- 5 to 50 pounds: 3rd-degree felony.
- 50 pounds to one ton: 2nd-degree felony.
- More than 1 ton: 1st-degree felony.
THC concentrates are a completely different story. Keeping a small amount of marijuana is unlikely to result in jail time, whereas keeping a few edibles or doses can land legal trouble. Although THC is the active chemical component that gives marijuana its intoxicating effect, the criminal category of marijuana only applies to flowers.
Concentrates which include wax, edibles, hash oil, and drops, are considered Class Two alongside common psychedelics such as Psilocybin (Magic Mushrooms) and Mescaline (Peyote). Possession of any usable amount of THC concentrate will land you as a state jail felony, and it only gets worse from there.
- Less than one gram of possession: State Jail Felony
- 1 to 4 grams of possession: 2nd-degree felony (punishable by 2-20 years in prison).
- 4-400 grams of possession: 1st-degree felony (punishable by 5-99 years in prison or life in prison).
- More than 400 grams of possession: A felony of the 1st degree (punishable by 10-99 years in prison or life).
Something you must remember: One gram of marijuana isn’t a lot of marijuana at all, and flowers don’t weigh much. Foods like cookies and crackers are naturally a bit heavier, which means you don’t have to be Pablo Escobar to face a 1st-degree felony for possession. While you and your attorney can try to get the reduced charges based on the original amount of marijuana used in the bait, it’s still a nasty situation for you.
Common defenses for edible possession
The penalties for possessing edible marijuana can be severe, so it is crucial to hire the right drug attorney to handle the case. An experienced criminal defense attorney will be able to look at the facts of your case and develop a legal strategy to protect your constitutional rights.
If you are detained for possession of edible marijuana, you can raise the following defenses:
Illegal search and seizure
In many cases, law enforcement may go beyond their authority to search a vehicle, home, or person for drugs. In other cases, law enforcement can use their powers to compel someone to consent to a search. In both cases, the results of illegal searches lead to the suppression of evidence obtained during the investigation.
Lack of knowledge
You can also plead that you did not know that the food or drink in your possession was edible. To raise this defense, you would have to testify to demonstrate your lack of knowledge of the true nature of the food or drink you possessed.
If you temporarily possess an edible, you may be able to increase the defense of the temporary possession. The defense strategy can only increase when a person owns the edible. To have legal possession, one must have complete dominion and control over the edible.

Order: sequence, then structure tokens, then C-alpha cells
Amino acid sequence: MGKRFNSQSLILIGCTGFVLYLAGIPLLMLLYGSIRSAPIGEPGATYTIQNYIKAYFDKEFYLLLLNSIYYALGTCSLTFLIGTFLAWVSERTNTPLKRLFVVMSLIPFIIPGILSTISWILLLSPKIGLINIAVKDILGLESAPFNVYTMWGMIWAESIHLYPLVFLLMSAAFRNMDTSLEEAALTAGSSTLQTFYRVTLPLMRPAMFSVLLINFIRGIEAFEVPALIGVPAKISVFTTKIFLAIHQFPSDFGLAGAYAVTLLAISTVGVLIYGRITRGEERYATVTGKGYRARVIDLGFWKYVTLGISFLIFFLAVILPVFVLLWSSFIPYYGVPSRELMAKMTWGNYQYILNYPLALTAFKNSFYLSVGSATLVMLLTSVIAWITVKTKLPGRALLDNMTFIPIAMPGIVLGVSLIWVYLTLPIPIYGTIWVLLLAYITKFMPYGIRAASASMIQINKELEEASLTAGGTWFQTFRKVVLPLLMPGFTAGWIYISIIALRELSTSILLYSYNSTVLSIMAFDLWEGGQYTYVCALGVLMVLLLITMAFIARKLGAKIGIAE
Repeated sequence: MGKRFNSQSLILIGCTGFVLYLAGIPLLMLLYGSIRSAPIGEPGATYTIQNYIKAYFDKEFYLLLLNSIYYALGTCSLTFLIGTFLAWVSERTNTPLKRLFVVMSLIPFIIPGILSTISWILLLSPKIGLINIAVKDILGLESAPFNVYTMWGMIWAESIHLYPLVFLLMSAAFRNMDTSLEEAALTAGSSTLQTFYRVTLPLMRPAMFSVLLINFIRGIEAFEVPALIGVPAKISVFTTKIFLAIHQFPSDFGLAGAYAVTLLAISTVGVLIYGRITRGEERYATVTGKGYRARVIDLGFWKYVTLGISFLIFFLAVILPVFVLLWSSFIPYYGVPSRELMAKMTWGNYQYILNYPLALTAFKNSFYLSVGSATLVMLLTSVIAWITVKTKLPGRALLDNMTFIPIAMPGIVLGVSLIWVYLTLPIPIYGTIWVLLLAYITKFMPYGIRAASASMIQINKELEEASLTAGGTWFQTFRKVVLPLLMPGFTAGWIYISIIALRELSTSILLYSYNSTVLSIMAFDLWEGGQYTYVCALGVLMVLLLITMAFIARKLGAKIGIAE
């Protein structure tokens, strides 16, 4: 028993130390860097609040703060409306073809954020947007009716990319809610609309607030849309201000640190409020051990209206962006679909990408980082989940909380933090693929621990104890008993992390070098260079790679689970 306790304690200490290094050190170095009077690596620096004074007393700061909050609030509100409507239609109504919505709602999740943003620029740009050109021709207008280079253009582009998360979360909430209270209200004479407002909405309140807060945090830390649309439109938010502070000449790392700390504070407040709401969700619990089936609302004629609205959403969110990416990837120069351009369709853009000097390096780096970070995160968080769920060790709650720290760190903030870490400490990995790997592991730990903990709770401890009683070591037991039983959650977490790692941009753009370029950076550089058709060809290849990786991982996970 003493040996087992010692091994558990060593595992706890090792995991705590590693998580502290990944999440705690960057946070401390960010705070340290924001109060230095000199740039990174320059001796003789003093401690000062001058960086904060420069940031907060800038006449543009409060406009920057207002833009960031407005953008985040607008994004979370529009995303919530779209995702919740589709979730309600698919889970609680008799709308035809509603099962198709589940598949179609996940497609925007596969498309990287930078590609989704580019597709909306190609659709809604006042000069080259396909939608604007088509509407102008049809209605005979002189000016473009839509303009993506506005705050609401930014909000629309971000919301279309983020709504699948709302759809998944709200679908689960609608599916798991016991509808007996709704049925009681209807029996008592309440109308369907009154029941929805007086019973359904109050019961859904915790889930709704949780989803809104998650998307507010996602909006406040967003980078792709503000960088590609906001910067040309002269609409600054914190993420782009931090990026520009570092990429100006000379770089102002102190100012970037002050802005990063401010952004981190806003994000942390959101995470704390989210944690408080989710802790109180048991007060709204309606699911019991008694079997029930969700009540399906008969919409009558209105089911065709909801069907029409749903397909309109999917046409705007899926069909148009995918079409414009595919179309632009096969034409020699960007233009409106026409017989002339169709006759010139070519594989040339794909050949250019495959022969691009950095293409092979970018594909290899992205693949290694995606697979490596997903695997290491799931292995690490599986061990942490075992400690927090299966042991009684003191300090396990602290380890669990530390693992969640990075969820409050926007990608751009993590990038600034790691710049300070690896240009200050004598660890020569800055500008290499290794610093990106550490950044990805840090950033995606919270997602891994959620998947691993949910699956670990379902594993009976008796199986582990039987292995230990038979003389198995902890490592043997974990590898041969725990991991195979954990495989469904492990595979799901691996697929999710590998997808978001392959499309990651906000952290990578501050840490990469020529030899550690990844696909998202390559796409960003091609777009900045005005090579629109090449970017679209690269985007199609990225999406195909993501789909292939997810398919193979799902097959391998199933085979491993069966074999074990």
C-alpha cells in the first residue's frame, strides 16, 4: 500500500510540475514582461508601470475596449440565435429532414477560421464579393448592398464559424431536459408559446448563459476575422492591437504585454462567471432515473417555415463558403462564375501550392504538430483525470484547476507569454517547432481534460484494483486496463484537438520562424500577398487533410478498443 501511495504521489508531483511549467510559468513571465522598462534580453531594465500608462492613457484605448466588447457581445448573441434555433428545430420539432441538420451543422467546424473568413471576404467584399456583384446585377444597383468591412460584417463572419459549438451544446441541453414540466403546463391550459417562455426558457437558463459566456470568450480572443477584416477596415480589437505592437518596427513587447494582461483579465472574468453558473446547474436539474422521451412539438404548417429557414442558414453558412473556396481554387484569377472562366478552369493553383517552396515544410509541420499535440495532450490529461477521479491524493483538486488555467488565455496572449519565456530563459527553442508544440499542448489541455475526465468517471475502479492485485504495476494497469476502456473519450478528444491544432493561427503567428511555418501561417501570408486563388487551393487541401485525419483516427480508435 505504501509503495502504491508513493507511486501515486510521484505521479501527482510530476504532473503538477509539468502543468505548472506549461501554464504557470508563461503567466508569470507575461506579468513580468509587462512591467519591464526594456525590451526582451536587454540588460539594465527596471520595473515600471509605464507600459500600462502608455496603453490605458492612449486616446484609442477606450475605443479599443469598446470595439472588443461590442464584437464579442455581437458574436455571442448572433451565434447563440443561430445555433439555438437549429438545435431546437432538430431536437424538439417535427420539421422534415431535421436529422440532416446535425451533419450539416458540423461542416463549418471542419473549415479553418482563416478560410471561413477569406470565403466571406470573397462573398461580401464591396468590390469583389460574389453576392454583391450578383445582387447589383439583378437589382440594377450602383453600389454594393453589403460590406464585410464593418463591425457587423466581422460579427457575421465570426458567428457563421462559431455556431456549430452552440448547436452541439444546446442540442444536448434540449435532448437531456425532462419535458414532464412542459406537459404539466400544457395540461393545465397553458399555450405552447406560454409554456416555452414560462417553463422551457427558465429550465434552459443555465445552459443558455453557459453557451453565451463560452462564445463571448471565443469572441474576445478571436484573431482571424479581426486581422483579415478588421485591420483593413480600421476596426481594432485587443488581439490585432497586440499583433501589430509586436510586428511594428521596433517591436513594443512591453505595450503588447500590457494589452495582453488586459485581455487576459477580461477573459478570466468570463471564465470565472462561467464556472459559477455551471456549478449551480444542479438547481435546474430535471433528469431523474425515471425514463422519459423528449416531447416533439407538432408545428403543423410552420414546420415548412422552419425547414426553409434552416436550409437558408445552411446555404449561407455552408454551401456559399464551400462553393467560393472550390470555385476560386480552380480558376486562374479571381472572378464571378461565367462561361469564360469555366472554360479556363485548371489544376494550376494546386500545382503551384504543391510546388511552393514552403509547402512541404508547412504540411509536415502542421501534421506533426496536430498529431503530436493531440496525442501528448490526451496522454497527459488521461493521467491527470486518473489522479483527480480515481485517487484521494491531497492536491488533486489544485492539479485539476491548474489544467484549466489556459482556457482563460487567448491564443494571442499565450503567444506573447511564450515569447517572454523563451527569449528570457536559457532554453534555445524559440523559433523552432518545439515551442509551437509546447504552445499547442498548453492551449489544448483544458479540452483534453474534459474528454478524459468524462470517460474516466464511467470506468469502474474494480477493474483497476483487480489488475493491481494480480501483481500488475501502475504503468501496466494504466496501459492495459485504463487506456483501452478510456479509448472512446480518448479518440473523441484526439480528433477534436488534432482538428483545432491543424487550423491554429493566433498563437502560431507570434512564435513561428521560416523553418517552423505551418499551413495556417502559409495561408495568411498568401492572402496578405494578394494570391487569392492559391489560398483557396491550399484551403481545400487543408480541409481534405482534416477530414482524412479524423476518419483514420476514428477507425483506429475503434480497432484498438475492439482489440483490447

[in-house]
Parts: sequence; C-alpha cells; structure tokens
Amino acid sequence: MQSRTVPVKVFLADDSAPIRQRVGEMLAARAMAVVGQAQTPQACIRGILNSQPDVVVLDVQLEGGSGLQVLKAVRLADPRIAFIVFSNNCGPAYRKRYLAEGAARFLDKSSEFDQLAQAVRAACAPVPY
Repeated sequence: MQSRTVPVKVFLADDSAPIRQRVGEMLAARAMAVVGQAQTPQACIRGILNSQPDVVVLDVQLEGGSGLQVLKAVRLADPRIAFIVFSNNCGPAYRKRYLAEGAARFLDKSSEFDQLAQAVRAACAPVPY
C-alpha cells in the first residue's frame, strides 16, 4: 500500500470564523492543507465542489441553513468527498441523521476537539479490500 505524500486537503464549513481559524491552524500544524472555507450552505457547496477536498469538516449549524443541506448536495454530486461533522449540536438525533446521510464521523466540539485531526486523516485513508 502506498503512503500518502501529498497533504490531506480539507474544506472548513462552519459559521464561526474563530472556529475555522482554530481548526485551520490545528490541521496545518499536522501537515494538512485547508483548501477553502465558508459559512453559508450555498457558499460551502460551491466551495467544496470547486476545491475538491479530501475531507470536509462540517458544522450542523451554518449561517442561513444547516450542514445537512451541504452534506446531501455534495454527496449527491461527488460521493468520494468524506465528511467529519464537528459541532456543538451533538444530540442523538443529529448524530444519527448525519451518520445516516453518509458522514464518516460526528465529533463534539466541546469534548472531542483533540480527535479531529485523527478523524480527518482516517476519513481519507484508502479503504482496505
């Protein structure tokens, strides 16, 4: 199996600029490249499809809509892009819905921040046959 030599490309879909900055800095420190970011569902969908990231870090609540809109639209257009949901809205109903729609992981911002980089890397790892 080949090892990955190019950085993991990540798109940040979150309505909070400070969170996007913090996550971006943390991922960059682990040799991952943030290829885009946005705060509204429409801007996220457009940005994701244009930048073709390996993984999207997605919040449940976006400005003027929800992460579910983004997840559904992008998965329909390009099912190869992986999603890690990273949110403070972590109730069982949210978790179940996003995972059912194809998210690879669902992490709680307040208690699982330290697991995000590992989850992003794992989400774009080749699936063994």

If you are caught with even a single edible in your possession, you will be subject to an entirely different set of rules, including felony charges. It doesn’t matter if the edible is a tincture, oil, gummy bear, or lollipop.
But also, the more marijuana found in your possession, the more charges you will face- and when the weight is measured, the mass of the entire edible product comes into account. This factor alone is likely to increase food charges.
If you are facing charges related to possession of marijuana of any kind, do yourself a favor and remain silent and then contact an experienced defense counsel right away.
What should medical Marijuana patients do?
Unfortunately, flying with medical marijuana breaches federal regulations, but some states allow reciprocity for medical cannabis. Patients with medical marijuana cards can enjoy similar privileges outside their home state. Although they may need to apply for a new card valid in the state they are visiting.
What if I’m flying between two states where weed is legal?
It is still illegal even if you travel between states where weed is legal. The plane you are traveling on is technically under a federal jurisdiction where cannabis is illegal.
Will the TSA find weed in my checked bag?
If you try to hide a large amount of marijuana in your bag, you may be retarded upon landing and exiting the plane. Your cannabis will likely get seized, and you may face legal action for possessing large quantities of marijuana, especially if traveling to a state where it is illegal.
Can I take hash/oil/food on the plane?
No, you cannot take any form of cannabis on the plane. Hash, oil, resin, wax, and edibles are considered forms of concentrated cannabis, regulated under the same laws as flowers but with lower possession limits.
What are the consequences of being charged with possession of edibles?
If you are charged with simple possession and convicted of this crime, it will be viewed negatively in the eyes of a potential employer or college. In contrast, a conviction for keeping a small amount of marijuana is disregarded, especially if you live in a state where possession of marijuana has been largely legitimized.